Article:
Transport for the North will bring together leaders across the north of England to spearhead the new ‘HS3’ line to cut journey times between its biggest cities and drive improvements in connectivity within regions in a unified body to rival London’s, David Cameron and George Osborne have promised.
Mr Osborne and Mr Cameron also pledged to devolve more powers to local authorities to tackle issues with capacity, reliability and on a local level as they launched the multi-billion pound east-west link in Leeds yesterday.
It comes after The Yorkshire Post’s Big Debate highlighted council leaders concerns’ that the Government risked wasting billions on HS2 unless significant improvements were made to services to and from the proposed stations in South Yorkshire and Leeds. The view was endorsed by HS2 Ltd chairman Sir David Higgins in his report on maximising the benefits of high-speed rail in the north.
Mr Cameron said: “This is not a stand-alone project. HS2 and HS3 are part of planned wider investment.
“There are plans in the next Parliament to invest three times more in projects, some of which are already happening in Yorkshire.”
Work to establish Transport for the North, which will follow a model similar to Transport for London, is already underway and it is due to publish an interim report including the options, costs and a delivery timetable for a HS3 east-west rail connection in March.
Outlining his vision for the body, the Chancellor said it would build on August’s One North report from council leaders from northern cities.
Mr Osborne said: “If you look at Transport for London, it has one single plan until 2050 and because of that is has been able to get support for big projects. In the north we have at least 20 different ones, and I believe we can bring those plans together to create one strategy.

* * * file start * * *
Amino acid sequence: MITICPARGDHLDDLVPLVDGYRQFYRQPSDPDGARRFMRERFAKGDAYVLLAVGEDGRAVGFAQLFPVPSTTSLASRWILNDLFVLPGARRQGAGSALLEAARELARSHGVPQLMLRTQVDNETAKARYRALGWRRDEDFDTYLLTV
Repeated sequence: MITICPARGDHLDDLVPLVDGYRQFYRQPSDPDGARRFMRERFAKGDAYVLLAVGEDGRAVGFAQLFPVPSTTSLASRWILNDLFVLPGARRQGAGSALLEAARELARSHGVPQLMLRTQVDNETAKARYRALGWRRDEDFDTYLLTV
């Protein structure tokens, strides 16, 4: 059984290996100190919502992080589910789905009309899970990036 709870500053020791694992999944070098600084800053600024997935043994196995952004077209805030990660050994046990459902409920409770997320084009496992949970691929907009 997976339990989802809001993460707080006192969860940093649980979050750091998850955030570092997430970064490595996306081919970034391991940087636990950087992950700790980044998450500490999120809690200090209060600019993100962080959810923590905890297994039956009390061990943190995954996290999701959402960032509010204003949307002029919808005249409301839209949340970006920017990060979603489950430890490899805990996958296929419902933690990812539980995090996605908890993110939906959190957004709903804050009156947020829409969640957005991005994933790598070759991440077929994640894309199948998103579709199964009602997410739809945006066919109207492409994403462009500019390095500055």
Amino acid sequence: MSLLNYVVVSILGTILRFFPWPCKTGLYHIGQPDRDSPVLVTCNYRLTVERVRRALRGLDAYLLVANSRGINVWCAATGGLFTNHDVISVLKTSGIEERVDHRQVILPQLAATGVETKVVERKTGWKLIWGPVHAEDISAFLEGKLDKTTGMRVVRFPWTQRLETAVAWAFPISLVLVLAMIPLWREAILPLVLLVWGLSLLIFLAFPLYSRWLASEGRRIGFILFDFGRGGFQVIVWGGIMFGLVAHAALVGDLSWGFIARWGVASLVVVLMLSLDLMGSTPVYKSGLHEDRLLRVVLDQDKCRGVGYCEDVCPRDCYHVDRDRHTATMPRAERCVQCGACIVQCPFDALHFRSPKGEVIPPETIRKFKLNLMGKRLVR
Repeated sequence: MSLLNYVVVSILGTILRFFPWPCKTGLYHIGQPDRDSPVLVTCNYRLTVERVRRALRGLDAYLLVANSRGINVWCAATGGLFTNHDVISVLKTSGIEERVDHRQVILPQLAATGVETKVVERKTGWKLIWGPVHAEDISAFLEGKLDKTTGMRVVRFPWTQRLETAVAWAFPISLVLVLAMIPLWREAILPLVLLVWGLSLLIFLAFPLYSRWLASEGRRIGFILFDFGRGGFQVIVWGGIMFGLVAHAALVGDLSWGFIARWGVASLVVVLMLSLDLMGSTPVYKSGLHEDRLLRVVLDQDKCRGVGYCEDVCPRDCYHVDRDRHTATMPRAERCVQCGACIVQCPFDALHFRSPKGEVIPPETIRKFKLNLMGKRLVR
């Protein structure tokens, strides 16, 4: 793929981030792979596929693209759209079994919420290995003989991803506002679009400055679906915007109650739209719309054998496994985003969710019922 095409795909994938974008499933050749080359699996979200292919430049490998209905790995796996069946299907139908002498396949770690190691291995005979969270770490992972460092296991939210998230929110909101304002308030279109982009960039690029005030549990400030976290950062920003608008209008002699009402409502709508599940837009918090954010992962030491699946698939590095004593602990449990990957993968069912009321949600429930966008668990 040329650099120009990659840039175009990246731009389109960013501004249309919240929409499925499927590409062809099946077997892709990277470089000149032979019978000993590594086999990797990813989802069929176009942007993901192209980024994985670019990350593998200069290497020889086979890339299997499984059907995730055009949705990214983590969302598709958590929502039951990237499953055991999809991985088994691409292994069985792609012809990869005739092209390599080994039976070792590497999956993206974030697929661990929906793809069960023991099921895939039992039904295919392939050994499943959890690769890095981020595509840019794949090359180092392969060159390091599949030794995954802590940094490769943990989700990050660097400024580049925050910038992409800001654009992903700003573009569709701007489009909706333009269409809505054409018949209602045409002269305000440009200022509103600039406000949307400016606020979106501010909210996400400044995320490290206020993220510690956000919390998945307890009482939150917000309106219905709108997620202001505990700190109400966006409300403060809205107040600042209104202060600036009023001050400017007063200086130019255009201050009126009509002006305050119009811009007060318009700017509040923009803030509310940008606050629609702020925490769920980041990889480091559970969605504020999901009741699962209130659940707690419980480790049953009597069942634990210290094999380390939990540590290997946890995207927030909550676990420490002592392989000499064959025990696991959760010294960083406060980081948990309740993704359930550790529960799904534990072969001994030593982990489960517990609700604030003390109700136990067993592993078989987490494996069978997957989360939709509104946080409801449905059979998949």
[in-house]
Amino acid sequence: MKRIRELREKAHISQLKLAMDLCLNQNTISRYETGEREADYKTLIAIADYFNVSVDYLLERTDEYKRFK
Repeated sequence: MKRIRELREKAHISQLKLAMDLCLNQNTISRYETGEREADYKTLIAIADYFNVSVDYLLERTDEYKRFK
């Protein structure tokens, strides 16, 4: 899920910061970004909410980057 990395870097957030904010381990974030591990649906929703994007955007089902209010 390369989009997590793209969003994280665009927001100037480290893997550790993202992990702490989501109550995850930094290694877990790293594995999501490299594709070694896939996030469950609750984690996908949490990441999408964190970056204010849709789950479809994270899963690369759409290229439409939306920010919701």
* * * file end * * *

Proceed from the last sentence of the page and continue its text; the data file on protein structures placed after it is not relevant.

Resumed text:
“One North put forward those ideas for local transport connections - it is not just about connecting big cities but about helping people get into those cities and that’s why we will devolve more powers (to them).”
The move was announced in response to Sir David’s recommendations on the second phase of the HS2 project, unveiled at Leeds Civic Hall, which stressed the need for city regions to be given the tools to improve transport on a local level in preparation for high-speed rail.
“Ideally there needs to be a plan for the north to address the pressing problems which will emerge,” he told The Yorkshire Post.
“The direction should be from the north. How exciting to have that idea signed off by these two political leaders.”
While a number of questions remain over timetables, budgets and possible locations of Leeds and Sheffield high-speed rail stations, the latest move has been largely welcomed by business and council leaders across the region.
Coun Keith Wakefield, leader of Leeds Council, said: “We’ve always said that we don’t want people travelling on high-speed rail to Leeds then getting off and having a 19th-century service.
“We have pressed for the need for better connectivity between city regions. For example Bradford is the 10th-biggest city in the UK yet has extremely poor connections.
“The Higgins report recognises that and tries to address it. We’re looking forward to the next step and making sure everyone in the region enjoys better transport.”